Socially Charging Your Content: Creating Content for Facebook and Twitter
Most of what social media presents us isn’t particularly new. Rick Levine’s essay But How Does it Taste in The Cluetrain Manifesto provides a great quote on this:
“It’s … practical to think of social media as the use of the mundane, commonplace technology around us in the pursuit of a goal transcending that technology: fostering conversation and connection between people.”
The quote is one of the most profound in the book – the web and social media are simply tools to accelerate communication, particularly conversation. When I think about the integration of social media into content, then I don’t feel this is particularly new either. Certainly, ten years ago we wouldn’t be asking viewers to upload a video of themselves to YouTube to enter a contest – the technology wasn’t there – but almost all magazines have had a letters section since they were first printed. There has been an interacting connection between reader and writer, just social media has broadened the range of this and accelerated its execution.
What Size Following Do You Need?
On Facebook, you can collect content from an engaged fanbase incredibly quickly. I’ve previously noted in my post Social Media Drives all Traffic Sources, that a ‘Larger Social Media Profiles’ stage, where you can capture data and poll users meaningfully really starts at around 10,000 for media brands. However, that’s not strictly necessary to collect content from your users, and size really depends on vertical – if you’re an ecommerce provider of white household goods, for instance, you’d probably have a much lower quantity. And it also depends on what kind of questions you want to ask.
Creating Regular Features
With regard to creating content, then you can use Facebook and Twitter to ask questions of your fanbase. You could create a regular feature: ‘Facebook Fan Views’ and have the subject the trendiest topic in your vertical during a given week. Let’s think you operate as a seller of computer hardware. This week your post could be:
So this week Steve Jobs resigned from his role as Chief Executive of Apple. How do you think this will affect Apple’s next hardware releases?
Let us know in the comments – selected ones will be used in this week’s Facebook Fan Views.
You may get tripe from this, but you may get some really useful insight. Create an article, lead and open the debate but then express the best fan views for different schools of thought. Make sure that you allow user comments on the article too so you can take it further. People who contribute there may want to feature in the main article next week rather than down in the comments, so they’ll be waiting for you to make the next similar post. Make this a regular thing and you’ll quickly be able to see top contributors and highlight these people as advocates. Talk to them – use them for your own insight.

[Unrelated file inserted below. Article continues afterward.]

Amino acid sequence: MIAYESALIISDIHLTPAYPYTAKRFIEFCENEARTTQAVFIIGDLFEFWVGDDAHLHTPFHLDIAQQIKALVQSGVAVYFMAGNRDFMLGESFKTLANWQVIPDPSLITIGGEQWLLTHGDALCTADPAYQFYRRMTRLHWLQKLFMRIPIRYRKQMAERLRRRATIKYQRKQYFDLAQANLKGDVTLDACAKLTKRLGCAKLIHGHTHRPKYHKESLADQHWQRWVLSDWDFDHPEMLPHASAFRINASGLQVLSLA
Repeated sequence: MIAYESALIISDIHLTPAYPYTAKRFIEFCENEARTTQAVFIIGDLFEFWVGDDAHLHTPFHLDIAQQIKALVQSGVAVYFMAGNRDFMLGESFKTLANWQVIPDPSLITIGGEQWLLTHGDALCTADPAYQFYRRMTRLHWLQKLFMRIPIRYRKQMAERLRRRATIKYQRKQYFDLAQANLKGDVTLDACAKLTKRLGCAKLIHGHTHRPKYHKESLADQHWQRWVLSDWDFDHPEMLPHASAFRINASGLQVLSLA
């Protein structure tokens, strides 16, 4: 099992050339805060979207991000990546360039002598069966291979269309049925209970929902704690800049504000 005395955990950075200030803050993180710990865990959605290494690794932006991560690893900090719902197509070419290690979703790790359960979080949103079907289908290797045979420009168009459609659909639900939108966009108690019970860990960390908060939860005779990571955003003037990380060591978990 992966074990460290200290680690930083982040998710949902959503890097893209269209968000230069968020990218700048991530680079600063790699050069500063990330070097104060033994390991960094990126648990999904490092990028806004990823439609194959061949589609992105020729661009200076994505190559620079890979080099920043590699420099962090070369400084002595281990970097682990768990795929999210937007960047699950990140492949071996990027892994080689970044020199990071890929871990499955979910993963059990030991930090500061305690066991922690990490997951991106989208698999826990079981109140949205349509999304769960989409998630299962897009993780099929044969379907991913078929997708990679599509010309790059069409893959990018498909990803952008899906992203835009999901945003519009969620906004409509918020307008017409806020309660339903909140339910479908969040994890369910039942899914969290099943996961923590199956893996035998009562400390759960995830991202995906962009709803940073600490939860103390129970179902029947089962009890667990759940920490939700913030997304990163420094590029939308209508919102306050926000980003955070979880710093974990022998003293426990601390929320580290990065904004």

You can also collect data very fast through using the Facebook Question tool (the far right option of the status update). You can poll fans quickly on any topic – get their views and then use this data to create content. You could say, we polled our 2,000 strong Facebook fanbase and 800 of them let us know their view, then express the results (data visualisation skills desirable).
The final thing you can do is collect more privately held views. Examples might be a medical practice that wants to find out stories of embarrassing illnesses. With this, a public poll or comment would be largely inappropriate. But since Facebook apps rely on iframes it’s incredibly easy to do – create some forms on your website that collect name, contact details and then a larger form for message input, then iframe it in via a tab application. Of course, you’ll need to drive people to the tab, so make sure you create posts on Facebook and Twitter that link directly to the tab – of course you could direct them direct to your website too. I just think it’s good to keep them within the network and build the engagement with your fans on the network itself.
Here’s a great example of the form builder in action on Jillian Michael’s Facebook page. Click on submit and then a modal window appears where you can input free text – great for finding out the personal fitness stories of her fans. The page is powered by Buddy Media, but you could build an ‘app’ on your site and iframe it in.